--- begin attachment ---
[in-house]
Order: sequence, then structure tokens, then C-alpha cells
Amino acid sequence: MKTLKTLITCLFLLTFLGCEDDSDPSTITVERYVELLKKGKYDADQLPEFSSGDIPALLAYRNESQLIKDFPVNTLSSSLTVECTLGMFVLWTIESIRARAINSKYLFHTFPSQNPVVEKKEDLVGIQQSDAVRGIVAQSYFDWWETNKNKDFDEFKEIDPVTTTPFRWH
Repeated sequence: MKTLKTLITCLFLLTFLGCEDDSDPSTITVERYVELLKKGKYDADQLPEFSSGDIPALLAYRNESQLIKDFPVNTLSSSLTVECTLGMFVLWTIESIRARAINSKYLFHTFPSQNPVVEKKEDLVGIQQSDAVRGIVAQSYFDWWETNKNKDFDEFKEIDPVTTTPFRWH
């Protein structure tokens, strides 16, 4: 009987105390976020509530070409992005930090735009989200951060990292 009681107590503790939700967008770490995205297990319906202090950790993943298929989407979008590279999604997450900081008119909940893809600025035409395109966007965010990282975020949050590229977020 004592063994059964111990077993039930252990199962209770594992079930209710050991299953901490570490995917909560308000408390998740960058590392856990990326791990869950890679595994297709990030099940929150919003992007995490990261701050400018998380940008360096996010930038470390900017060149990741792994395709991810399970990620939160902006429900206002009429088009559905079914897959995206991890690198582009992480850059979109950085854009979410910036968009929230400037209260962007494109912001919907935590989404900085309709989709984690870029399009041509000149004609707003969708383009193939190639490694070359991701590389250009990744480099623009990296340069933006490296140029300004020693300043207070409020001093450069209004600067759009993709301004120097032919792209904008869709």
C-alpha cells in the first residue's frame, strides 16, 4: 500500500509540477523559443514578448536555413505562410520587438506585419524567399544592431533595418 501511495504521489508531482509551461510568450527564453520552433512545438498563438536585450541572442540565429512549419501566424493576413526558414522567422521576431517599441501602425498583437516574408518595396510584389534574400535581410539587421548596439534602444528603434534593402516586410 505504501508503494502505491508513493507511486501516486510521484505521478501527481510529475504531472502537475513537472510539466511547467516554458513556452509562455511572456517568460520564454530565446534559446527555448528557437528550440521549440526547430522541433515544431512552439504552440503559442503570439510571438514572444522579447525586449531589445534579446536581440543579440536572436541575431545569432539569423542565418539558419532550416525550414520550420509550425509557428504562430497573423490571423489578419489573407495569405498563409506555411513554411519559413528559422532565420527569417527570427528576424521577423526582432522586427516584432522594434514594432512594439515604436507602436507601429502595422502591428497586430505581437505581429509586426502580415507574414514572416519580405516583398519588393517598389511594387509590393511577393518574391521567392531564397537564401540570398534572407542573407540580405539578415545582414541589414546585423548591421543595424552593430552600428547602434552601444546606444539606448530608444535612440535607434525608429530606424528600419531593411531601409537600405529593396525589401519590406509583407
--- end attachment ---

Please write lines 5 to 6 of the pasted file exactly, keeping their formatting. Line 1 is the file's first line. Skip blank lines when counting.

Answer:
């Protein structure tokens, strides 16, 4: 009987105390976020509530070409992005930090735009989200951060990292 009681107590503790939700967008770490995205297990319906202090950790993943298929989407979008590279999604997450900081008119909940893809600025035409395109966007965010990282975020949050590229977020 004592063994059964111990077993039930252990199962209770594992079930209710050991299953901490570490995917909560308000408390998740960058590392856990990326791990869950890679595994297709990030099940929150919003992007995490990261701050400018998380940008360096996010930038470390900017060149990741792994395709991810399970990620939160902006429900206002009429088009559905079914897959995206991890690198582009992480850059979109950085854009979410910036968009929230400037209260962007494109912001919907935590989404900085309709989709984690870029399009041509000149004609707003969708383009193939190639490694070359991701590389250009990744480099623009990296340069933006490296140029300004020693300043207070409020001093450069209004600067759009993709301004120097032919792209904008869709």
C-alpha cells in the first residue's frame, strides 16, 4: 500500500509540477523559443514578448536555413505562410520587438506585419524567399544592431533595418 501511495504521489508531482509551461510568450527564453520552433512545438498563438536585450541572442540565429512549419501566424493576413526558414522567422521576431517599441501602425498583437516574408518595396510584389534574400535581410539587421548596439534602444528603434534593402516586410 505504501508503494502505491508513493507511486501516486510521484505521478501527481510529475504531472502537475513537472510539466511547467516554458513556452509562455511572456517568460520564454530565446534559446527555448528557437528550440521549440526547430522541433515544431512552439504552440503559442503570439510571438514572444522579447525586449531589445534579446536581440543579440536572436541575431545569432539569423542565418539558419532550416525550414520550420509550425509557428504562430497573423490571423489578419489573407495569405498563409506555411513554411519559413528559422532565420527569417527570427528576424521577423526582432522586427516584432522594434514594432512594439515604436507602436507601429502595422502591428497586430505581437505581429509586426502580415507574414514572416519580405516583398519588393517598389511594387509590393511577393518574391521567392531564397537564401540570398534572407542573407540580405539578415545582414541589414546585423548591421543595424552593430552600428547602434552601444546606444539606448530608444535612440535607434525608429530606424528600419531593411531601409537600405529593396525589401519590406509583407